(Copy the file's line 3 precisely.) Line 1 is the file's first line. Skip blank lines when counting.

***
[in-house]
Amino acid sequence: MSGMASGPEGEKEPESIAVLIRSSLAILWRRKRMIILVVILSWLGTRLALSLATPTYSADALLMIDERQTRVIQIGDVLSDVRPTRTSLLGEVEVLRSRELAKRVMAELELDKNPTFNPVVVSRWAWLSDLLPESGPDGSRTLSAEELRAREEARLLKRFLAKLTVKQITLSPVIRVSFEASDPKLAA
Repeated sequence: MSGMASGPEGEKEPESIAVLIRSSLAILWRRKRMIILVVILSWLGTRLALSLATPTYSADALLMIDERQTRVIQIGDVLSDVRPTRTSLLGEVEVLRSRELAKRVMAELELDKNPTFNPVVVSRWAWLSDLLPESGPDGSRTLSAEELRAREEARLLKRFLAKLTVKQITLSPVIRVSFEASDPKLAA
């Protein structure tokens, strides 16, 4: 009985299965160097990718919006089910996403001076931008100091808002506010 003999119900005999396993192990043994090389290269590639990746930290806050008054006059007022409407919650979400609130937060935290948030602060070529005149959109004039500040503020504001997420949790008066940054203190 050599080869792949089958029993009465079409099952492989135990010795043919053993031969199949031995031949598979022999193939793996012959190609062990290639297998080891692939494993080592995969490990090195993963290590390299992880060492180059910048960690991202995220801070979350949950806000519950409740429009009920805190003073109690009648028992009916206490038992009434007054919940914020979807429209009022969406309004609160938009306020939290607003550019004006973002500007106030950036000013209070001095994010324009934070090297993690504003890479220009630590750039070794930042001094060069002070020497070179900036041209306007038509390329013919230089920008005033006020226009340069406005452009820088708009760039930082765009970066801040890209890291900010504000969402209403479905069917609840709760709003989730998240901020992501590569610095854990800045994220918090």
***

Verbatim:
Repeated sequence: MSGMASGPEGEKEPESIAVLIRSSLAILWRRKRMIILVVILSWLGTRLALSLATPTYSADALLMIDERQTRVIQIGDVLSDVRPTRTSLLGEVEVLRSRELAKRVMAELELDKNPTFNPVVVSRWAWLSDLLPESGPDGSRTLSAEELRAREEARLLKRFLAKLTVKQITLSPVIRVSFEASDPKLAA